How do you know when your insurance and risk management program results are best in class?
We've recently begun asking our friends in the business of running successful businesses how they measure the results from their existing insurance and risk management plans. We also asked them if they had any comparative data from which to compare their results against. Lastly, we asked them if they could financially quantify through improvements in EBITDA and or Earnings Per Share, the difference between their current program results, and the best possible outcomes from a new plan.
The findings were surprising and we thought you'd like to know. Here's some of the more intriguing answers.
- I don't know how to measure insurance and risk management costs other than the pure insurance expense.
- We never had any benchmarks, assessments, or studies completed to help compare our results against the best possible outcomes.
- We've never conducted a thorough risk assessment and don't really know some of the risks we face. Since we had never had a loss, it was not something we worried about until we found out the hard way.
- Our advisors provide us with the results of our programs, compare them against the best possible outcomes, and measure the difference between what we are doing, and what is possible.
Now we recognize that not everyone has blatant dissatisfaction with their risk and insurance programs, but many successful public and privately held corporations don't really measure their programs against a best possible case outcome.
Do you know what questions to ask your leadership team?
Here's a simple exercise you can utilize to help you better understand whether there is an opportunity to really improve on your plan results. Feel free to select the statement that best fits your perception of your organization.
(1) We conduct risk assessments often, and we identify and measure the risks, and compare the results from our plan periodically. I know how much my risk management and insurance plan costs and I know what it should cost if I had no losses in the program. I get detailed reports outlining the current plan against the best possible outcomes from the plan, and we compensate those in our firm who help us meet the best possible outcomes. I measure this difference every few years to see if I can improve upon my company's existing record. (92 Points)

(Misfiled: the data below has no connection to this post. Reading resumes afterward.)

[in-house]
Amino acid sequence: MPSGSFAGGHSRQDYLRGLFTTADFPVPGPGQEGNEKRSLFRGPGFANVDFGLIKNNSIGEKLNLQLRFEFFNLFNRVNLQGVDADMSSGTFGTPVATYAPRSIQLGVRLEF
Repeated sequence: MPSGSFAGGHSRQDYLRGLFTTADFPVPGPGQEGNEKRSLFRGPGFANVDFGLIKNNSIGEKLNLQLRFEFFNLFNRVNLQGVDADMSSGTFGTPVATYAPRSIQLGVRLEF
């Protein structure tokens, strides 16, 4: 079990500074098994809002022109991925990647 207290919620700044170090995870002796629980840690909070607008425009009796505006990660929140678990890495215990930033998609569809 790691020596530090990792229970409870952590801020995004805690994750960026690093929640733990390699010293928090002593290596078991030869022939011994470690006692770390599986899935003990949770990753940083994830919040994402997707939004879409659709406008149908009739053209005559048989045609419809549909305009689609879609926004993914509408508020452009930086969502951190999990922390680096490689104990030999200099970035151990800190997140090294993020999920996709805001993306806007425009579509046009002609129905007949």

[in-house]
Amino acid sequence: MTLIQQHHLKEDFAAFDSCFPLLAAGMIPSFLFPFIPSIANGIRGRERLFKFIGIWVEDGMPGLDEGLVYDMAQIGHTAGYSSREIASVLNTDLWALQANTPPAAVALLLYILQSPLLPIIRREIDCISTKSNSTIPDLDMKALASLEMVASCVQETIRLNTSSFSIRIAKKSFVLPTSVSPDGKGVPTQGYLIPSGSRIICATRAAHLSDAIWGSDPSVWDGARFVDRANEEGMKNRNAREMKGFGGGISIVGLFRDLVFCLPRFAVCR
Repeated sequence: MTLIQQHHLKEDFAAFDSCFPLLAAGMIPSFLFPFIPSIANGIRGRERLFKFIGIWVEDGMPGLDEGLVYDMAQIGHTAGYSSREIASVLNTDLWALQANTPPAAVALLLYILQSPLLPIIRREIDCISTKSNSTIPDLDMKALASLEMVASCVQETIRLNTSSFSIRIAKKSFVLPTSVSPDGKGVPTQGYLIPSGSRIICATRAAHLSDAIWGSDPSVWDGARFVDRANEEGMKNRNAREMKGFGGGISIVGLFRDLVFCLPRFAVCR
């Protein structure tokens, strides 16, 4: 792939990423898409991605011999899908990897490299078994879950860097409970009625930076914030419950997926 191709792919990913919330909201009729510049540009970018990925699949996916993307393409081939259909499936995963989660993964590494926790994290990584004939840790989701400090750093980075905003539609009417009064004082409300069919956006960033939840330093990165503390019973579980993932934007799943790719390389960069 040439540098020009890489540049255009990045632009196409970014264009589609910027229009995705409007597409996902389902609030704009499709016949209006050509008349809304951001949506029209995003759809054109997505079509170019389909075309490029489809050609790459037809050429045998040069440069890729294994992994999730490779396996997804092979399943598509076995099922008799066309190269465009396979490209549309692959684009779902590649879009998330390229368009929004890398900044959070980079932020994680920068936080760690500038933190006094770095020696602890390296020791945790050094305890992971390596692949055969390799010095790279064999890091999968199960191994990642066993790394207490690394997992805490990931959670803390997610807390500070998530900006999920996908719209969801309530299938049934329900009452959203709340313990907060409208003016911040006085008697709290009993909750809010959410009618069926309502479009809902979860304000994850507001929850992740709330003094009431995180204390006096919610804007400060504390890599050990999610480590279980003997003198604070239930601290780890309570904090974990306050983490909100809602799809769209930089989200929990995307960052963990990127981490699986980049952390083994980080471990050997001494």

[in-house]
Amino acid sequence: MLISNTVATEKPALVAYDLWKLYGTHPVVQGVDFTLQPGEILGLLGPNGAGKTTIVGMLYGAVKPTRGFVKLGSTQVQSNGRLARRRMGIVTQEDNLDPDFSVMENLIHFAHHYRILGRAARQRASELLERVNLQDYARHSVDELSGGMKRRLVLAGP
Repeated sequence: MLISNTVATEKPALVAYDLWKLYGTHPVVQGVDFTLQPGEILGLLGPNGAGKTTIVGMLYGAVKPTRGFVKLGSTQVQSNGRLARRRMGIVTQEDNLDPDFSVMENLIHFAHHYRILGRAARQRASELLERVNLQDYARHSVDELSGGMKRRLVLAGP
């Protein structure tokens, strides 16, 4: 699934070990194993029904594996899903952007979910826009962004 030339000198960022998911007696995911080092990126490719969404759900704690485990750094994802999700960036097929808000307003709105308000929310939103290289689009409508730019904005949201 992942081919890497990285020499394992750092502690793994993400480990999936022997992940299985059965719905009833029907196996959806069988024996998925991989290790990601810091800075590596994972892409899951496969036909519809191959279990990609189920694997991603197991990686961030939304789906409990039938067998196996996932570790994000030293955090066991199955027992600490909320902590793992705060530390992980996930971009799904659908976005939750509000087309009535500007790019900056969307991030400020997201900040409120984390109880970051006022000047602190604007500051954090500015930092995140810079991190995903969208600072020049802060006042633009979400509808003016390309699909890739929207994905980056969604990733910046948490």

(2) I trust others to complete this task within the company, and delegate this to another department. However, I've never studied this enough to really know if the impact to EBITDA, or EPS would be material. (75 points)
(2) I think we have an understanding of our overall plan, but couldn't tell you how much it costs, and what the potential impact that no losses would have on our EBITDA, and EPS. (70 points)
(4) We sometimes measure the results of our plan, and sometimes do not. We, however have never really benchmarked our plan against any types of best possible outcomes, therefore we don't know how to evaluate the potential plan improvement's impact on EBITDA. (65 points)
(5) I have no idea how to measure the best possible outcome against my current plan. (50 points)
Those who score 90 or above aren't necessarily never faced with risks, after all everyone is. However, they are well prepared to manage the risks efficiently, and have a solid understanding of what their best possible outcomes from risk management could be.
Scoring 70-90 can create unknown risks, but may also give you an opportunity to improve EBITDA and EPS if you are successful in improving the plan.
If you scored below 70, it may be time for a change in the structure of your plan.
Here are a few tricks on how to easily identify some simple measuring sticks for risk management.
If you are partially, or fully self insured, how do your actual losses accruing on your balance sheet compare to the expected losses in your particular business? How do your actual losses measure up against your competitors? By reducing losses and removing them over time from your balance sheet, would that free up valuable LOC's and or cash collateral? If so, how much? What would that impact be to EBITDA, and EPS?
If your workers compensation program is experience rated, what is your experience modifier? Do you know what your lowest possible modifier is? What would the difference between your current mod and the lowest possible mod do to your EBITDA, and EPS? Do you know?
By measuring, understanding and communicating your actual plan results against your best possible outcomes, the flow of information to the C level executive can help the executive determine if improvements in results from the risk management plan would produce significant improvements to EBITDA, and Earnings Per Share.